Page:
Delphi Cookbook – 2nd Edition

Delphi Cookbook 2nd Edition

Starting from today my Delphi Cookbook 2nd edition is available to buy. The first edition got a lot of interest and appreciation comments. Delphi Cookbook is a best sellers for PacktPub (my editor) in its category, the editor decided to ask me a 2nd edition. So here it is!

What’s new

The problem with each “2nd” edition is: “What I can expect if I already bought the 1st one?”. This edition contains all the recipes from the 1st edition updated to the new Delphi 10.1 Berlin, plus a lot (ca 150 pages) of brand new contents. There is also a brand new chapter about less-known RTL classes. Also some “old” recipes has been completely rewritten because some techniques has been superseded by the newer Delphi versions. So, if you liked the 1st edition, you should find something interesting also in the 2nd one. The 2nd edition contains 470 pages compared to the 328 of the 1st edition.

Topics of the book

  • Understand the basics of professionals Delphi programming
  • Become a Delphi language Ninja
  • Knowing the new RTL classes to work with HTTP/S, Net encodings, event bus, compression etc.
  • Develop visually stunning applications using FireMonkey
  • Deploy LiveBinding effectively with the right OOP approach
  • The thousand faces of multithreading: syncronization tecniques in the real world
  • The Parallel Programming Library: Tasks, Futures parallel For
  • Create server-side programs to serve RESTful web services and provide data to your mobile apps
  • Use well-defined GUI design patterns to build mobile applications that provide a great user experience
  • Build mobile apps that read data from a remote server efficiently
  • Using sensors and network in mobile apps
  • Call the platform native API on Android and iOS even for an unpublished API
  • Manage software customization for your customer by making better use of an extended RTTI
  • Implement the most popular design pattern without wasting too much time on debugging and bug fixing

Some considerations

Delphi Cookbook 2nd edition, just like to 1st one, it is not an introductory book, you will not find any “Introduction to the Object Pascal language”, however the majority of the chapters are not too complex and can be grasped also by the new Delphi programmers.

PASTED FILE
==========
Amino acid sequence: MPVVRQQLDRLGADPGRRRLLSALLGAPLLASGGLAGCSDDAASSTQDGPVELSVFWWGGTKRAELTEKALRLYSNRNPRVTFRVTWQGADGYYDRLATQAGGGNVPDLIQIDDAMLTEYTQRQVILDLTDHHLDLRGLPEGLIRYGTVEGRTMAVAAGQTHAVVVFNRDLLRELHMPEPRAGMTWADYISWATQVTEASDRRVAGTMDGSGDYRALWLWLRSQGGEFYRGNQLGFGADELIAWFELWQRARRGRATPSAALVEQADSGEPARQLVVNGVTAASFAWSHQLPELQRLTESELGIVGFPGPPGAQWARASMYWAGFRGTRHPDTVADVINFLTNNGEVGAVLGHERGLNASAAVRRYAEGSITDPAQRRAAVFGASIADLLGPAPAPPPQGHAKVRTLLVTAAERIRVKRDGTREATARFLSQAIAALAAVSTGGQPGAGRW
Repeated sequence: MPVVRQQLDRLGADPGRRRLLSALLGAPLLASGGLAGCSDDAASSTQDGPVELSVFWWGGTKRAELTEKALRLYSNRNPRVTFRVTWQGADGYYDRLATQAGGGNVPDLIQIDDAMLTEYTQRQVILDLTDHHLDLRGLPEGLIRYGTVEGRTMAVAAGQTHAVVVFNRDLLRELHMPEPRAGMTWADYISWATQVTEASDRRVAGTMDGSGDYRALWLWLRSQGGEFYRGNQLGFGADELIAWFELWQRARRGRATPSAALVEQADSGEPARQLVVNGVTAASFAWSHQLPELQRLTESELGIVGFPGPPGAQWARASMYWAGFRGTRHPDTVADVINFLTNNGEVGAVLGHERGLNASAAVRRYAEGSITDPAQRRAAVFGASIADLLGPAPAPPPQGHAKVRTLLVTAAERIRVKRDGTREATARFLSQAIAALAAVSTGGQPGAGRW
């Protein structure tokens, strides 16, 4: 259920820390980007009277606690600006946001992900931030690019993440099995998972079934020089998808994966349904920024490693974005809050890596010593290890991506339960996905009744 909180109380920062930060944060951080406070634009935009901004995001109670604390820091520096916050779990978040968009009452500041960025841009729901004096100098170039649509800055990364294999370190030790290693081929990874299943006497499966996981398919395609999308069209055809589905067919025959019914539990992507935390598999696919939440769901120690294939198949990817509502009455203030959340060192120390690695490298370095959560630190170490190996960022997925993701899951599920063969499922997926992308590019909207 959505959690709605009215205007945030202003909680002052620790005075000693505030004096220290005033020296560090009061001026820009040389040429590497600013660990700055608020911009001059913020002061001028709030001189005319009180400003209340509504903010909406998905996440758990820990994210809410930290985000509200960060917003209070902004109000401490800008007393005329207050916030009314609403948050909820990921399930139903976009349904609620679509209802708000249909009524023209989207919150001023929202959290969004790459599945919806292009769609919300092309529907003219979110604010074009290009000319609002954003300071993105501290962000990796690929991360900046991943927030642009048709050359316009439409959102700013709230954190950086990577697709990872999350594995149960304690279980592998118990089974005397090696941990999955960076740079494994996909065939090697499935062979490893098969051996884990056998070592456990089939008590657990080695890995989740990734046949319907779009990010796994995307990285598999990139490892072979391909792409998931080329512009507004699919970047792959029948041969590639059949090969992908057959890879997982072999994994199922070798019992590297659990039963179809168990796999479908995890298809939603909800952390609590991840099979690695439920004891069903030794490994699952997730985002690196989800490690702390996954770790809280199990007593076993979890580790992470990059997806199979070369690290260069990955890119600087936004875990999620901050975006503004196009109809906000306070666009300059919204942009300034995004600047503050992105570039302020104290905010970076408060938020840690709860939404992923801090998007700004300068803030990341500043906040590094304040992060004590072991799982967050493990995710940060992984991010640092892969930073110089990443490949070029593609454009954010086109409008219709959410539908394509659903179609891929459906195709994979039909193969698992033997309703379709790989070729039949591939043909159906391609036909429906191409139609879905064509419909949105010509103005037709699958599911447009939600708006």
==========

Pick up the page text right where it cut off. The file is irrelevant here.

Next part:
Where to buy

The book is available for sale on the editor website and on Amazon.

PacktPub (Official book page)

https://www.packtpub.com/application-development/delphi-cookbook-second-edition

Amazon

Delphi Cookbook 2nd Edition on Amazon

 

Table of contents

Chapter 1: DELPHI BASICS

  • Change your application look&feel with VCL styles and no code
  • Changing the style of your application at run time
  • Customizing TDBGrid
  • Using owner draw combos and listboxes
  • How to make an owner draw control aware of the VCL styles
  • Creating a stack of embedded forms
  • Manipulating JSON
  • Manipulating and transform XML documents
  • I/O in the 21th century: knowing the streams
  • Creating a Windows service
  • Associating a file extension with your application on Windows
  • Be coerent with the Windows look&feel using TTaskDialog

Chapter 2: BECOME A DELPHI LANGUAGE NINJA

  • Fun with anonimous methods – using higher-Order functions
  • Writing enumerable types
  • RTTI to the rescue – configuring your class at runtime
  • Duck typing using RTTI
  • Creating helpers for your classes

Chapter 3: KNOWING YOUR FRIENDS: THE DELPHI RTL

  • Check strings with regular expressions
  • Consuming RESTful services using native HTTP(S) client libraries
  • Cope with the encoded Internet world using System.NetEncodings
  • Save space using System.Zip
  • Decouple your code using a cross platform publish/subscribe mechanism

Chapter 4: GOING CROSS PLATFORM WITH FIREMONKEY

  • Giving a new appearance to the standard FireMonkey controls using styles
  • Creating a styled TListBox
  • Impressing your clients with animations
  • Using master/details with LiveBindings
  • Showing complex vector shapes using Paths
  • Using Firemonkey in a VCL application
  • Reinvent your GUI a.k.a Mastering Firemonkey controls, shapes and effects

Chapter 5: THE THOUSAND FACES OF MULTITHREADING

  • Synchronizing shared resources with TMonitor